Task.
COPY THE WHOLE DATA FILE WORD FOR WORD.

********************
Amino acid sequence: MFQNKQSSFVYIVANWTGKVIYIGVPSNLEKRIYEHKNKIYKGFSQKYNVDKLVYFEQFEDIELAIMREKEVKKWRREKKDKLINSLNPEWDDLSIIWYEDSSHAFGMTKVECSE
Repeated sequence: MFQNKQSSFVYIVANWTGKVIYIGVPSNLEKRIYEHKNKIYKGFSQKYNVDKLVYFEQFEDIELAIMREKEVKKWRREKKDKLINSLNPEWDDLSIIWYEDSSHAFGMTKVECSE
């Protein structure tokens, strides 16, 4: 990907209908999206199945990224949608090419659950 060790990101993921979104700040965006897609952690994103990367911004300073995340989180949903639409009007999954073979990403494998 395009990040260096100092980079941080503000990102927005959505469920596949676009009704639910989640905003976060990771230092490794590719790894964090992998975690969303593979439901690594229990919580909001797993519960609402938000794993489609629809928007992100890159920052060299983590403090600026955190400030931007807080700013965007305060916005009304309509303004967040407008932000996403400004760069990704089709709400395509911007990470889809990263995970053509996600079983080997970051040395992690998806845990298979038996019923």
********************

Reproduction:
Amino acid sequence: MFQNKQSSFVYIVANWTGKVIYIGVPSNLEKRIYEHKNKIYKGFSQKYNVDKLVYFEQFEDIELAIMREKEVKKWRREKKDKLINSLNPEWDDLSIIWYEDSSHAFGMTKVECSE
Repeated sequence: MFQNKQSSFVYIVANWTGKVIYIGVPSNLEKRIYEHKNKIYKGFSQKYNVDKLVYFEQFEDIELAIMREKEVKKWRREKKDKLINSLNPEWDDLSIIWYEDSSHAFGMTKVECSE
């Protein structure tokens, strides 16, 4: 990907209908999206199945990224949608090419659950 060790990101993921979104700040965006897609952690994103990367911004300073995340989180949903639409009007999954073979990403494998 395009990040260096100092980079941080503000990102927005959505469920596949676009009704639910989640905003976060990771230092490794590719790894964090992998975690969303593979439901690594229990919580909001797993519960609402938000794993489609629809928007992100890159920052060299983590403090600026955190400030931007807080700013965007305060916005009304309509303004967040407008932000996403400004760069990704089709709400395509911007990470889809990263995970053509996600079983080997970051040395992690998806845990298979038996019923």